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The empty tomb

Discussion in 'General Religious Debates' started by Agnostic75, May 26, 2010.

  1. Agnostic75

    Agnostic75 Well-Known Member

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    Since my arguments have over 10,000 characters, I will have to make two posts. This is Part 1.

    Consider the following Scriptures from the NIV:

    Matthew 27

    62 The next day, the one after Preparation Day, the chief priests and the Pharisees went to Pilate. 63"Sir," they said, "we remember that while he was still alive that deceiver said, 'After three days I will rise again.' 64 So give the order for the tomb to be made secure until the third day. Otherwise, his disciples may come and steal the body and tell the people that he has been raised from the dead. This last deception will be worse than the first."

    If the chief priests and the Pharisees actually said that, I believe that the following subsequent scenario is plausible:

    Pilate:

    "No, there is no need to have guards posted at the tomb. No one could get away with claiming that the empty tomb reasonably proves that Jesus rose from the dead. Your own spies have told you that none of Jesus' followers believe that he will rise from the dead. Not only that, but I have much more important things for my guards to do at this time."

    Regarding "not only that, but I have much more important things for my guards to do at this time," even granting for the sake of argument that Pilate was moderately concerned about Jesus' followers, and normally would have been willing to post guards at the tomb, if he believed that the guards were more needed elsewhere, possibly for an emergency, that would have been sufficient reason for him to refuse to post guards at the tomb.

    As it supposedly turned out, Pilate's hypothetical comment "no one could get away with claiming that the empty tomb reasonably proves that Jesus rose from the dead" was correct since the empty tomb did not convince Peter and Mary Magdalene that Jesus had risen from the dead, and since Jesus criticized his disciples for their unbelief.

    Consider the following Scriptures:

    Matthew 13

    10 The disciples came to him and asked, "Why do you speak to the people in parables?" 11 He replied, "The knowledge of the secrets of the kingdom of heaven has been given to you, but not to them.”

    Even though the disciples were given "the knowledge of the secrets of the kingdom of heaven," they still had unbelief.

    It is doubtful that Pilate would have paid much attention to the followers of Jesus even if he had been aware of them. The first century Christian church was very small and uninfluential. In "The Rise of Christianity," Rodney Stark estimates that there were only 7,530 Christians in the entire world in 100 A.D. In Christian apologist James Holding's article "The Impossible Faith," Holding quotes well-known Christian Bible scholar N.T. Wright as saying "This subversive belief in Jesus' Lordship, over against that of Caesar, was held in the teeth of the fact that Caesar had demonstrated his superior power in the obvious way, by having Jesus crucified. But the truly extraordinary thing is that this belief was held by a tiny group who, for the first two or three generations at least, could hardly have mounted a riot in a village, let alone a revolution in an empire."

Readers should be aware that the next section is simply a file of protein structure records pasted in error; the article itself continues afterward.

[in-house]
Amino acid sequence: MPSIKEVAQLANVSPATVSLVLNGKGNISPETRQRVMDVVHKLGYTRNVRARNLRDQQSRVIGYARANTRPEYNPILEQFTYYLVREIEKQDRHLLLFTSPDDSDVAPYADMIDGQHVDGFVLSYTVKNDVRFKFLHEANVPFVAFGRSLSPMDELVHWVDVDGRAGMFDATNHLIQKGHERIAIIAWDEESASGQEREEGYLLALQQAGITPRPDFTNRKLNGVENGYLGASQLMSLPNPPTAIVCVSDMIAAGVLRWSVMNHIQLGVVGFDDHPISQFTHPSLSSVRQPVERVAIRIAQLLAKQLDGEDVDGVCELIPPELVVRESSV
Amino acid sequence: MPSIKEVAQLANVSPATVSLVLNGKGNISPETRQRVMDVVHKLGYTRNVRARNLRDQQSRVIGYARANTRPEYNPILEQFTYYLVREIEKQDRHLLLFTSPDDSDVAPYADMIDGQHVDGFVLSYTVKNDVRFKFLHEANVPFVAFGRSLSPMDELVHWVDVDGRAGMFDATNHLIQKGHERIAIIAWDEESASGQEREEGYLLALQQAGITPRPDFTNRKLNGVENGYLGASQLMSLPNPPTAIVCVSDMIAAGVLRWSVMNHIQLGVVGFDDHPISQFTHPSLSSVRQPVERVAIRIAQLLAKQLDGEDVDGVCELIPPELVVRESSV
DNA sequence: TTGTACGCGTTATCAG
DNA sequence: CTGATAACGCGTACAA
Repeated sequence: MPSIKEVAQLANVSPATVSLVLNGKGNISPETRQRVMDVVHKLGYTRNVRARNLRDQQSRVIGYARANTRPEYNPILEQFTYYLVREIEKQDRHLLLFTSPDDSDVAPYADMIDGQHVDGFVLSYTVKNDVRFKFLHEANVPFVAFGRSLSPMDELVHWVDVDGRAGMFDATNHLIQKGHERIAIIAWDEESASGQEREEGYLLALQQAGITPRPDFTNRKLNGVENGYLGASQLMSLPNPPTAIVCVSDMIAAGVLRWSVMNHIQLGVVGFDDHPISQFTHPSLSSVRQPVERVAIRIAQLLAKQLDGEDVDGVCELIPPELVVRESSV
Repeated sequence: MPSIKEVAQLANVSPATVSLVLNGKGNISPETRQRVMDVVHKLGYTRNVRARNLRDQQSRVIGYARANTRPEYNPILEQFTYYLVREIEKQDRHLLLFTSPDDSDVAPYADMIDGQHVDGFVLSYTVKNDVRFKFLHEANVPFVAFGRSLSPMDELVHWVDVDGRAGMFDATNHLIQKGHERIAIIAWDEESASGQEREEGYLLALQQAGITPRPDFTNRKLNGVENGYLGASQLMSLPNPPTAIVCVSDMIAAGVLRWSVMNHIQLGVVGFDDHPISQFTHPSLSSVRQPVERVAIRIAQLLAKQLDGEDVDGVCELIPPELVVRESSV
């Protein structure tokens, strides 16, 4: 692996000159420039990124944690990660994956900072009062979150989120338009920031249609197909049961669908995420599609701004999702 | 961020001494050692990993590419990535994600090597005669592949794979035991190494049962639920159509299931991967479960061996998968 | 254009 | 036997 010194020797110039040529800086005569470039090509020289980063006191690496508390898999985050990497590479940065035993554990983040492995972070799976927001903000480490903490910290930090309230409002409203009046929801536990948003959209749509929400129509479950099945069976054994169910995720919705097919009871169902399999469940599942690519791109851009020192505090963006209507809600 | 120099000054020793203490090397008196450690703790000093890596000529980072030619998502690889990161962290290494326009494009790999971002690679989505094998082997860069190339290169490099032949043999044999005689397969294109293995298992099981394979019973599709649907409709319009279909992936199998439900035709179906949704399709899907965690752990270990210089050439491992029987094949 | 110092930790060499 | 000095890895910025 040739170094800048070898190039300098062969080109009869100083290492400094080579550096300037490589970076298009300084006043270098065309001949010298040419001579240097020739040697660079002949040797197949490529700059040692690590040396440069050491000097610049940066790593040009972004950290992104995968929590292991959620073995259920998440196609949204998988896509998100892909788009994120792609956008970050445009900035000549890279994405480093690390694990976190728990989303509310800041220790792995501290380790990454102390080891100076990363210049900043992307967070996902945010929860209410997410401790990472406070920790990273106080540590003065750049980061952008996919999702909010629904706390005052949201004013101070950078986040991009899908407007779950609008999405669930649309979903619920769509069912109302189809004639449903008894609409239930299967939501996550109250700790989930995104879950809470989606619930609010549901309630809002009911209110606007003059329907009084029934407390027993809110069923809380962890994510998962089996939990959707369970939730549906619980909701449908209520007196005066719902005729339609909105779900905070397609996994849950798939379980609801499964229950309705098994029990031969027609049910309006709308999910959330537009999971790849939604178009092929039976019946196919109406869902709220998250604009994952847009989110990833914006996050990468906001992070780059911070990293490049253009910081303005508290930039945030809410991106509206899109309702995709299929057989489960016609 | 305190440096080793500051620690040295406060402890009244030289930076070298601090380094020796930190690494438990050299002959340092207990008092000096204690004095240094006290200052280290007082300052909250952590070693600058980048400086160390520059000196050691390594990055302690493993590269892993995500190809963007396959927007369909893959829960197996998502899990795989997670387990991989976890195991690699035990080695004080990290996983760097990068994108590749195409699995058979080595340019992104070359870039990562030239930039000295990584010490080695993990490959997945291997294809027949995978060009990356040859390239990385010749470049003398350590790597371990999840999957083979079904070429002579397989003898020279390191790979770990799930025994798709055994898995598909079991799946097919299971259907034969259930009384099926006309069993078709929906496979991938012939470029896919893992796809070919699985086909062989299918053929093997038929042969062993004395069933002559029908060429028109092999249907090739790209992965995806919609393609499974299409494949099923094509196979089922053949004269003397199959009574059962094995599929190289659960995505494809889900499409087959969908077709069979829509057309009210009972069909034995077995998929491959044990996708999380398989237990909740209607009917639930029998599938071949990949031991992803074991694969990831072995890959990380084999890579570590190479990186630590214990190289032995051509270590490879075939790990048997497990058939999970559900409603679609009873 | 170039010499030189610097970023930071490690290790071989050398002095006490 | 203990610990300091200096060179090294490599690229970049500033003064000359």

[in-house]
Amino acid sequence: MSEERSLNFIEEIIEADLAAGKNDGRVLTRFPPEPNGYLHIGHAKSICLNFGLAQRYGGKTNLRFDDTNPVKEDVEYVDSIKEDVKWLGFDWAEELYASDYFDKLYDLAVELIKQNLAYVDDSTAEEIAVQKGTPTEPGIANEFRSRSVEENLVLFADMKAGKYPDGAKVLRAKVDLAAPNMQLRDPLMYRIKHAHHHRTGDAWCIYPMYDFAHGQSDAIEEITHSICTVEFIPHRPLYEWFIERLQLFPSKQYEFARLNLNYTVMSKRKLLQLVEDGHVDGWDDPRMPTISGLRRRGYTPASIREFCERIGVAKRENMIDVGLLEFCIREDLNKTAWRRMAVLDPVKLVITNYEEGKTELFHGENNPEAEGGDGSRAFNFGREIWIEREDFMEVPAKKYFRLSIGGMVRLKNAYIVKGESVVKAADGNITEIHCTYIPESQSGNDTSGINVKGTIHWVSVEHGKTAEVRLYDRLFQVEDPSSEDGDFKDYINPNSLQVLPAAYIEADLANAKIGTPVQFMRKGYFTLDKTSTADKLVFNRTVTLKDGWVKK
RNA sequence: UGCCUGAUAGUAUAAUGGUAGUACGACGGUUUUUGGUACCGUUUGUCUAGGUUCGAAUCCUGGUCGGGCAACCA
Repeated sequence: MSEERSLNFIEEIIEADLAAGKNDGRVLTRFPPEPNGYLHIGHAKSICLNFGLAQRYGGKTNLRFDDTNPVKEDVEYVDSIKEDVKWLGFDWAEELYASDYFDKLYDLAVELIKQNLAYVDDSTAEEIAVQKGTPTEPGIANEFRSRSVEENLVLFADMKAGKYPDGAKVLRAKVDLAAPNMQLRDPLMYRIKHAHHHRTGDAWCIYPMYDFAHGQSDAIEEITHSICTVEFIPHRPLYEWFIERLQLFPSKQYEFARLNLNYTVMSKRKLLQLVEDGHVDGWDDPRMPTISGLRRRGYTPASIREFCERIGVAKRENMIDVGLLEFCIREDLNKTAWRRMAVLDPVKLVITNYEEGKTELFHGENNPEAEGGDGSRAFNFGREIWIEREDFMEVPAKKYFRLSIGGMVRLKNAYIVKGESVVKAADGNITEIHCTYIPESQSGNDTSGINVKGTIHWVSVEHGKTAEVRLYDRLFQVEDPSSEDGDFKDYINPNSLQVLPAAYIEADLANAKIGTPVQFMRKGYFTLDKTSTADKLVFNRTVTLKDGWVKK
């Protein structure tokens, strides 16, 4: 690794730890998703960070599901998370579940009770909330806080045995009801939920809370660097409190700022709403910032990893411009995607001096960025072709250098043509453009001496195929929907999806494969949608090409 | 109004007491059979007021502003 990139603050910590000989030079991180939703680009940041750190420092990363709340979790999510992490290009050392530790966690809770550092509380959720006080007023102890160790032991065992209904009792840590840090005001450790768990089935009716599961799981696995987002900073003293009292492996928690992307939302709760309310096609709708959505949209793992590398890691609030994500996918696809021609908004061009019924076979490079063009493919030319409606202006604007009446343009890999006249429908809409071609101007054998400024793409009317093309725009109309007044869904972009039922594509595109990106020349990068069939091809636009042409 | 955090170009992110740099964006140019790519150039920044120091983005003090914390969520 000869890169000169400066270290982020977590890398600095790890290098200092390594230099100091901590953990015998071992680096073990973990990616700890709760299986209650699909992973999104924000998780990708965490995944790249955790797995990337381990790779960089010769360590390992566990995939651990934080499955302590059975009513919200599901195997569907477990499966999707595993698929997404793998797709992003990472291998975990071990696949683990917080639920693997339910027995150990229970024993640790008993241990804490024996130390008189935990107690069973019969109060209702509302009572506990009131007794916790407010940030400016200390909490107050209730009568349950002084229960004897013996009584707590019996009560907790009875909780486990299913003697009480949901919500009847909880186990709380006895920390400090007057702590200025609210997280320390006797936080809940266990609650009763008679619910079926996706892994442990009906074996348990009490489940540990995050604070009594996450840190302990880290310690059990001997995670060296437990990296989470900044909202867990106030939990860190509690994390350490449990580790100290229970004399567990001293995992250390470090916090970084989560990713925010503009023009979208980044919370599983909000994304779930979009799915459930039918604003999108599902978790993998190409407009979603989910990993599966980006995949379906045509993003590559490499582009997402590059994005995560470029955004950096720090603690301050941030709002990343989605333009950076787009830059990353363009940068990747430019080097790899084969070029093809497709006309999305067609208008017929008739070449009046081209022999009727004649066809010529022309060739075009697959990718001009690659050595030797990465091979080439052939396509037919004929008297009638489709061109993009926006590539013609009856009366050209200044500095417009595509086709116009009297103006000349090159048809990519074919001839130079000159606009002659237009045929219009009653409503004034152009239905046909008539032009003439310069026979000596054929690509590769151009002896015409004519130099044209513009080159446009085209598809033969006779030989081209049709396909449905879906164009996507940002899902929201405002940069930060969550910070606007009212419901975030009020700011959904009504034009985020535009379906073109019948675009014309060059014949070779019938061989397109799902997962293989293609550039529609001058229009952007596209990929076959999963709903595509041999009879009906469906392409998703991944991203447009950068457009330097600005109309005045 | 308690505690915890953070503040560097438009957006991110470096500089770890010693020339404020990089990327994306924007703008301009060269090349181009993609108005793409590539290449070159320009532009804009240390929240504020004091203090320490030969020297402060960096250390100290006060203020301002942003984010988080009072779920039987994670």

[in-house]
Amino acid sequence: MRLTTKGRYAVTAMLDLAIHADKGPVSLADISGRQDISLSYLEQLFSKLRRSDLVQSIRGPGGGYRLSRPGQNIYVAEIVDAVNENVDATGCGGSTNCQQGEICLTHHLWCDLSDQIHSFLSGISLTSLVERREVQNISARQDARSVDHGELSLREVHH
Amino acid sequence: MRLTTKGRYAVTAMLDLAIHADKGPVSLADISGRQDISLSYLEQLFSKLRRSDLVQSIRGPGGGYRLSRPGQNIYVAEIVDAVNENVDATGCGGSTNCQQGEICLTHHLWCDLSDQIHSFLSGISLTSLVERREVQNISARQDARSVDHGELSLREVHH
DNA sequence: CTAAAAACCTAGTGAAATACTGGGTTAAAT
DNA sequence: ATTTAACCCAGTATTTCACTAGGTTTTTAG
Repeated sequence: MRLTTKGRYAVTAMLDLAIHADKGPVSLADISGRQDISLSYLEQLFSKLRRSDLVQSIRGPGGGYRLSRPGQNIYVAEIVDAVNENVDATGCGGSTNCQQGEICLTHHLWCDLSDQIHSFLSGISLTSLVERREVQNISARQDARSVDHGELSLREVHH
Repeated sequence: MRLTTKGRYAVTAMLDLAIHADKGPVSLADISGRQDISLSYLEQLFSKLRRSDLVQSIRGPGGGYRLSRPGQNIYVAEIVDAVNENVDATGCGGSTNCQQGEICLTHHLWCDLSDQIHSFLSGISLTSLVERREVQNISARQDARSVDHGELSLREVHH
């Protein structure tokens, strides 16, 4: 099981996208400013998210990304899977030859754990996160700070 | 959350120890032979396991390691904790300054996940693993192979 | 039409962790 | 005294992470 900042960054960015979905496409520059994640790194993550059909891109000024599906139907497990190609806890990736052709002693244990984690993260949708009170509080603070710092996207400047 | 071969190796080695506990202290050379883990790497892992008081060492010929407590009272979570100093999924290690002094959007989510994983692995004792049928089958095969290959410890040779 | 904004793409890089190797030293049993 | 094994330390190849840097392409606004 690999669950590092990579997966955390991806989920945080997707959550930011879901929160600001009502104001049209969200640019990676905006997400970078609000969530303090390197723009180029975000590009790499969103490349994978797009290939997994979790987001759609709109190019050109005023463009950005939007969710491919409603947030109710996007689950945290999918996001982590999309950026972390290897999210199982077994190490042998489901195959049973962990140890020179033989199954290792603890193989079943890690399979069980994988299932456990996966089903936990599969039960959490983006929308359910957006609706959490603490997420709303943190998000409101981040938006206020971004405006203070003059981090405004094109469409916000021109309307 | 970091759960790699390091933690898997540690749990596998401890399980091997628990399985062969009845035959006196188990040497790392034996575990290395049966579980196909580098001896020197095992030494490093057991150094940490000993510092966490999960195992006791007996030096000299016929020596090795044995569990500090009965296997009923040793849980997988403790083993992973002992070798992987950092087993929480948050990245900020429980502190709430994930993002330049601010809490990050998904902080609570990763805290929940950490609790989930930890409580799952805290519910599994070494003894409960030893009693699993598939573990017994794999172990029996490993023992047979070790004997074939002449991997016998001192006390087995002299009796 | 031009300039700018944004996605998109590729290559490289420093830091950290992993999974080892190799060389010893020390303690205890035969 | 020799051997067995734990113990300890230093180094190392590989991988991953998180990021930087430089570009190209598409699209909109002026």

It is not likely that Pilate would have been very concerned with "a tiny group who, for the first two or three generations at least, could hardly have mounted a riot in a village, let alone a revolution in an empire." Based upon what Stark and Wright said, it would be reasonable to speculate that when Jesus died, he only had several hundred followers in Palestine, perhaps only a few dozen.

    Well-known Christian Bible scholar William Lane Craig knows how important the issue of the guards is. He knows that in the Gospels, only Matthew mentions the guards, so he tries to use the gospel of Peter as an additional source. That is well beneath his reputation as a Bible scholar. Consider the following:

    Consider the following:

    http://www.leaderu.com/offices/billc...ocs/guard.html

    William Lane Craig

    Of the canonical gospels, only Matthew relates the intriguing story of the setting of a guard at the tomb of Jesus (Mt. 27. 62-66; 28. 4, 11-1 5). The story serves an apologetic purpose: the refutation of the allegation that the disciples had themselves stolen Jesus' body and thus faked his resurrection. Behind the story as Matthew tells it seems to lie a tradition history of Jewish and Christian polemic, a developing pattern of assertion and counter-assertion: